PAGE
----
My word, it was a treat for those poor Poles and Jews, who have so little to brighten their dull lives, to see such a picture as that before their doors! The frosty morning air made Rataplan’s great black limbs and the beautiful curves of his back and sides gleam and shimmer with every gambade. As for me, the rattle of hoofs upon a road, and the jingle of bridle chains which comes with every toss of a saucy head, would even now set my blood dancing through my veins. You may think, then, how I carried myself in my five-and-twentieth year — I, Etienne Gerard, the picked horseman and surest blade in the ten regiments of hussars. Blue was our colour in the Tenth — a sky-blue dolman and pelisse with a scarlet front — and it was said of us in the army that we could set a whole population running, the women towards us, and the men away. There were bright eyes in the Riesenberg windows that morning which seemed to beg me to tarry; but what can a soldier do, save to kiss his hand and shake his bridle as he rides upon his way?
It was a bleak season to ride through the poorest and ugliest country in Europe, but there was a cloudless sky above, and a bright, cold sun, which shimmered on the huge snowfields. My breath reeked into the frosty air, and Rataplan sent up two feathers of steam from his nostrils, while the icicles drooped from the side-irons of his bit. I let him trot to warm his limbs, while for my own part I had too much to think of to give much heed to the cold. To north and south stretched the great plains, mottled over with dark clumps of fir and lighter patches of larch. A few cottages peeped out here and there, but it was only three months since the Grand Army had passed that way, and you know what that meant to a country. The Poles were our friends, it was true, but out of a hundred thousand men, only the Guard had waggons, and the rest had to live as best they might. It did not surprise me, therefore, to see no signs of cattle and no smoke from the silent houses. A weal had been left across the country where the great host had passed, and it was said that even the rats were starved wherever the Emperor had led his men.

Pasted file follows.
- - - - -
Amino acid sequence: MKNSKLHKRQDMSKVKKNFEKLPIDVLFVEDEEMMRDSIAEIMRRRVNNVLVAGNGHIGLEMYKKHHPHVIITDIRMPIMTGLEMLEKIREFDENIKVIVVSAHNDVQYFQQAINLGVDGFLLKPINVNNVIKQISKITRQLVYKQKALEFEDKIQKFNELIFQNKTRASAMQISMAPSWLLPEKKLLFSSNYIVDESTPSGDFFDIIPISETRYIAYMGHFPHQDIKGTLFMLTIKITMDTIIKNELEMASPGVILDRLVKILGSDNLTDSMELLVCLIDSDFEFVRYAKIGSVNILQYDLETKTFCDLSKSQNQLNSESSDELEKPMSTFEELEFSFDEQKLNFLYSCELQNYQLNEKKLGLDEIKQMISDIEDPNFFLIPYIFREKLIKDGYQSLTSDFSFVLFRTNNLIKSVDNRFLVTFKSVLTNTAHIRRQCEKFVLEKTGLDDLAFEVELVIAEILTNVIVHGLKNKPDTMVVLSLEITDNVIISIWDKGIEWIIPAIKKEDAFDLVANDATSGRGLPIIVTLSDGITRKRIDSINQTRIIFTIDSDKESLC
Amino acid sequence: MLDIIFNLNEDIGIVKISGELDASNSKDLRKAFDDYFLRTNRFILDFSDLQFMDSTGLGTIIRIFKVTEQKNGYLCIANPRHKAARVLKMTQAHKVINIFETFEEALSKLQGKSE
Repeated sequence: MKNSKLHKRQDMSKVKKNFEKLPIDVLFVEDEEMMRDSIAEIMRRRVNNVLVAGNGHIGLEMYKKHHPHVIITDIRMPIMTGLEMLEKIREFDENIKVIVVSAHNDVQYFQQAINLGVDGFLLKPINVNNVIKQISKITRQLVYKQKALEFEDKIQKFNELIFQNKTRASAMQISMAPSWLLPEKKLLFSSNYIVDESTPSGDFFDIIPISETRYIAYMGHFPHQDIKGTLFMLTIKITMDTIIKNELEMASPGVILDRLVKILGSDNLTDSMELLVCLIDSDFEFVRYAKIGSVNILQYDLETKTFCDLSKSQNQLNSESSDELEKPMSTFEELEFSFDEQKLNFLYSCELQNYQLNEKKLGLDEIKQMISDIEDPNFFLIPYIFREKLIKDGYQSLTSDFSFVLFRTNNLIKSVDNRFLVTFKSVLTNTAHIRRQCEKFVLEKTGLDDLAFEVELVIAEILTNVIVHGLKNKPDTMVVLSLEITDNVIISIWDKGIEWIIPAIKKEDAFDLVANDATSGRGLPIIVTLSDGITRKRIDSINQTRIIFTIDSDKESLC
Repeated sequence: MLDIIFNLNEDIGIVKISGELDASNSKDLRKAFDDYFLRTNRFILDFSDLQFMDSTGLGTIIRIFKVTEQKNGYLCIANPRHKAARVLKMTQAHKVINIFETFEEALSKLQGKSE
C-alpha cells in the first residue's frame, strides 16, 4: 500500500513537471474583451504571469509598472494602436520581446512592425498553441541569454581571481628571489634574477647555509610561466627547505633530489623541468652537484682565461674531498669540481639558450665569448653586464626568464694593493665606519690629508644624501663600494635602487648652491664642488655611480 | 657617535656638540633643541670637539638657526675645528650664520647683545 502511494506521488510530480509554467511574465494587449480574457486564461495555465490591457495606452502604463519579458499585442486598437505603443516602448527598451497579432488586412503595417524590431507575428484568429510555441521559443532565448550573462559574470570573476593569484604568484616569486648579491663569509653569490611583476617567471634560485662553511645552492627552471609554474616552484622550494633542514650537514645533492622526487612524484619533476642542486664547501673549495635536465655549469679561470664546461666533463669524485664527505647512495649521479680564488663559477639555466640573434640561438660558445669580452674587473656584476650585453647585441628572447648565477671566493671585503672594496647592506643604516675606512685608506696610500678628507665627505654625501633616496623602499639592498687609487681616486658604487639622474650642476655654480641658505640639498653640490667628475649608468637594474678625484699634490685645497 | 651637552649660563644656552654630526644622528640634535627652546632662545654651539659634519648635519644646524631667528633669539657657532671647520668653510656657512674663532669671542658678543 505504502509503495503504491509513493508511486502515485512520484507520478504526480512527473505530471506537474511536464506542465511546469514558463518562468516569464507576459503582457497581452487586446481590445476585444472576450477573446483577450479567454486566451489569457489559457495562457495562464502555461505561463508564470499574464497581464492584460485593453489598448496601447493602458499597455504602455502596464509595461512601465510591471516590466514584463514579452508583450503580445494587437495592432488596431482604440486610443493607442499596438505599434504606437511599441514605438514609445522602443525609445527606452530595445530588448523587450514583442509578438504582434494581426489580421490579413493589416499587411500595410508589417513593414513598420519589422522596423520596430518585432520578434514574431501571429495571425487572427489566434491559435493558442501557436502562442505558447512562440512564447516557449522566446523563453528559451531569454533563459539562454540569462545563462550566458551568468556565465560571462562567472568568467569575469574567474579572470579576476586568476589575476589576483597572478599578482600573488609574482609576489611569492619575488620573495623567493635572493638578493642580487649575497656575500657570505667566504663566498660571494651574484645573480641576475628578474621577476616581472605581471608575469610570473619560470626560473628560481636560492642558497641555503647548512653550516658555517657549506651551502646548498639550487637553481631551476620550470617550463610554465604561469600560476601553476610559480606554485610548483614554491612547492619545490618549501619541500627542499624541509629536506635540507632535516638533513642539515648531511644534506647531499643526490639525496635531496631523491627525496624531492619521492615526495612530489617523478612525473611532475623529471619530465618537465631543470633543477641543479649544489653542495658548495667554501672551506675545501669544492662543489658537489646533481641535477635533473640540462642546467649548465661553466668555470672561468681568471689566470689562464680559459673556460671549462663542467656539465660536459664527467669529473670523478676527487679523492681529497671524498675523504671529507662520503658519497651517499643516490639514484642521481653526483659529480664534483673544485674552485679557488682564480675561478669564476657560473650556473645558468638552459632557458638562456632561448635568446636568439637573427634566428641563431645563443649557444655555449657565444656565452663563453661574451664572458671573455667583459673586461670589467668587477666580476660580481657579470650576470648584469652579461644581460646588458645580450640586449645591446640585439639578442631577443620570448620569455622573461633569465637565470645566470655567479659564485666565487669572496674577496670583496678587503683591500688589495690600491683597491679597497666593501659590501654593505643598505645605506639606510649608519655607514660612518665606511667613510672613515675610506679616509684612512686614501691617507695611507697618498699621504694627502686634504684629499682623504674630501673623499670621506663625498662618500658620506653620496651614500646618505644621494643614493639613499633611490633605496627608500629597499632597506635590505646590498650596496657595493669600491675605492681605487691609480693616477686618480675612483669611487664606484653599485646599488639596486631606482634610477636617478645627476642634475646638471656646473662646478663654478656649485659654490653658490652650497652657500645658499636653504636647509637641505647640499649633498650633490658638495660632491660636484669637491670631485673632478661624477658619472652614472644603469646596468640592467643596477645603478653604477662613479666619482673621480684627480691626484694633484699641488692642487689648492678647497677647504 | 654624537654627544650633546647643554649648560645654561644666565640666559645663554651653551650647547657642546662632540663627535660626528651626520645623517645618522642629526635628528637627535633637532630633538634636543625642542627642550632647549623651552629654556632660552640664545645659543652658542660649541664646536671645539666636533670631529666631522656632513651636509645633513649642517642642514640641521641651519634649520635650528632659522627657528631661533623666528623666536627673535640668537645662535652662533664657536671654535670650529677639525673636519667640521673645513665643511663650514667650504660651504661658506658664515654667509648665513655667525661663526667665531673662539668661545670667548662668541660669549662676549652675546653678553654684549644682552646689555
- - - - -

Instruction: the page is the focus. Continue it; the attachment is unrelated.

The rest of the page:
By midday I had got as far as the village of Saalfeldt, but as I was on the direct road for Osterode, where the Emperor was wintering, and also for the main camp of the seven divisions of infantry, the highway was choked with carriages and carts. What with artillery caissons and waggons and couriers, and the ever-thickening stream of recruits and stragglers, it seemed to me that it would be a very long time before I should join my comrades. The plains, however, were five feet deep in snow, so there was nothing for it but to plod upon our way. It was with joy, therefore, that I found a second road which branched away from the other, trending through a fir-wood towards the north. There was a small auberge at the cross-roads, and a patrol of the Third Hussars of Conflans — the very regiment of which I was afterwards colonel — were mounting their horses at the door. On the steps stood their officer, a slight, pale young man, who looked more like a young priest from a seminary than a leader of the devil-may-care rascals before him.
‘Good-day, sir,’ said he, seeing that I pulled up my horse.
‘Good-day,’ I answered. ‘I am Lieutenant Etienne Gerard, of the Tenth.’